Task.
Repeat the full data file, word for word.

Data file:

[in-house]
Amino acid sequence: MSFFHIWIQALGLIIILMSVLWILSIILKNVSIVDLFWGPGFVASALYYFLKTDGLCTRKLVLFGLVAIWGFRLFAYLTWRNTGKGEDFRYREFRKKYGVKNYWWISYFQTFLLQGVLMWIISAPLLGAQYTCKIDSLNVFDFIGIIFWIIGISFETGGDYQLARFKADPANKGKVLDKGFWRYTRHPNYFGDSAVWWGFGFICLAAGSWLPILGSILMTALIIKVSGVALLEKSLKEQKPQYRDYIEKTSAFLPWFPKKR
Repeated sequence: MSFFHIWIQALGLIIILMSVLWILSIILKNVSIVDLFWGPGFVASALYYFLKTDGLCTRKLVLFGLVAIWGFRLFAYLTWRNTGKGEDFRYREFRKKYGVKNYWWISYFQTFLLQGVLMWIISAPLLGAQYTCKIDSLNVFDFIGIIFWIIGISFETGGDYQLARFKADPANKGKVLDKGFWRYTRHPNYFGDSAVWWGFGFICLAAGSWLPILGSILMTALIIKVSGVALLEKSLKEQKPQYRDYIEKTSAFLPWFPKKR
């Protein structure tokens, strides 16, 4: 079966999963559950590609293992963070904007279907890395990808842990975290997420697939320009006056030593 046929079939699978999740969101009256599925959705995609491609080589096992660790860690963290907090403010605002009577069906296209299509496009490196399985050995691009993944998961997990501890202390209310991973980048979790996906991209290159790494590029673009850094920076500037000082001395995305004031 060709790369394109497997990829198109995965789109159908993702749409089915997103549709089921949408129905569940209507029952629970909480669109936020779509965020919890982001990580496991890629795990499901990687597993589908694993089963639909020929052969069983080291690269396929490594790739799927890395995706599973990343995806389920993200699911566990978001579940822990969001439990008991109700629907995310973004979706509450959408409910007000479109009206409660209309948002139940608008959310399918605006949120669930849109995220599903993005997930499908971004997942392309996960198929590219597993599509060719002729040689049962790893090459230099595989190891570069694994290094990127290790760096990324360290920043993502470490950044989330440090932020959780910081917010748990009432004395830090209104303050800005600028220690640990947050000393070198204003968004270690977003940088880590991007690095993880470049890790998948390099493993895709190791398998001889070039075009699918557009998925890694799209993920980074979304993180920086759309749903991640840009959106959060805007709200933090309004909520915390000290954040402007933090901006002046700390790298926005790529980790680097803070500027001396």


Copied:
[in-house]
Amino acid sequence: MSFFHIWIQALGLIIILMSVLWILSIILKNVSIVDLFWGPGFVASALYYFLKTDGLCTRKLVLFGLVAIWGFRLFAYLTWRNTGKGEDFRYREFRKKYGVKNYWWISYFQTFLLQGVLMWIISAPLLGAQYTCKIDSLNVFDFIGIIFWIIGISFETGGDYQLARFKADPANKGKVLDKGFWRYTRHPNYFGDSAVWWGFGFICLAAGSWLPILGSILMTALIIKVSGVALLEKSLKEQKPQYRDYIEKTSAFLPWFPKKR
Repeated sequence: MSFFHIWIQALGLIIILMSVLWILSIILKNVSIVDLFWGPGFVASALYYFLKTDGLCTRKLVLFGLVAIWGFRLFAYLTWRNTGKGEDFRYREFRKKYGVKNYWWISYFQTFLLQGVLMWIISAPLLGAQYTCKIDSLNVFDFIGIIFWIIGISFETGGDYQLARFKADPANKGKVLDKGFWRYTRHPNYFGDSAVWWGFGFICLAAGSWLPILGSILMTALIIKVSGVALLEKSLKEQKPQYRDYIEKTSAFLPWFPKKR
């Protein structure tokens, strides 16, 4: 079966999963559950590609293992963070904007279907890395990808842990975290997420697939320009006056030593 046929079939699978999740969101009256599925959705995609491609080589096992660790860690963290907090403010605002009577069906296209299509496009490196399985050995691009993944998961997990501890202390209310991973980048979790996906991209290159790494590029673009850094920076500037000082001395995305004031 060709790369394109497997990829198109995965789109159908993702749409089915997103549709089921949408129905569940209507029952629970909480669109936020779509965020919890982001990580496991890629795990499901990687597993589908694993089963639909020929052969069983080291690269396929490594790739799927890395995706599973990343995806389920993200699911566990978001579940822990969001439990008991109700629907995310973004979706509450959408409910007000479109009206409660209309948002139940608008959310399918605006949120669930849109995220599903993005997930499908971004997942392309996960198929590219597993599509060719002729040689049962790893090459230099595989190891570069694994290094990127290790760096990324360290920043993502470490950044989330440090932020959780910081917010748990009432004395830090209104303050800005600028220690640990947050000393070198204003968004270690977003940088880590991007690095993880470049890790998948390099493993895709190791398998001889070039075009699918557009998925890694799209993920980074979304993180920086759309749903991640840009959106959060805007709200933090309004909520915390000290954040402007933090901006002046700390790298926005790529980790680097803070500027001396």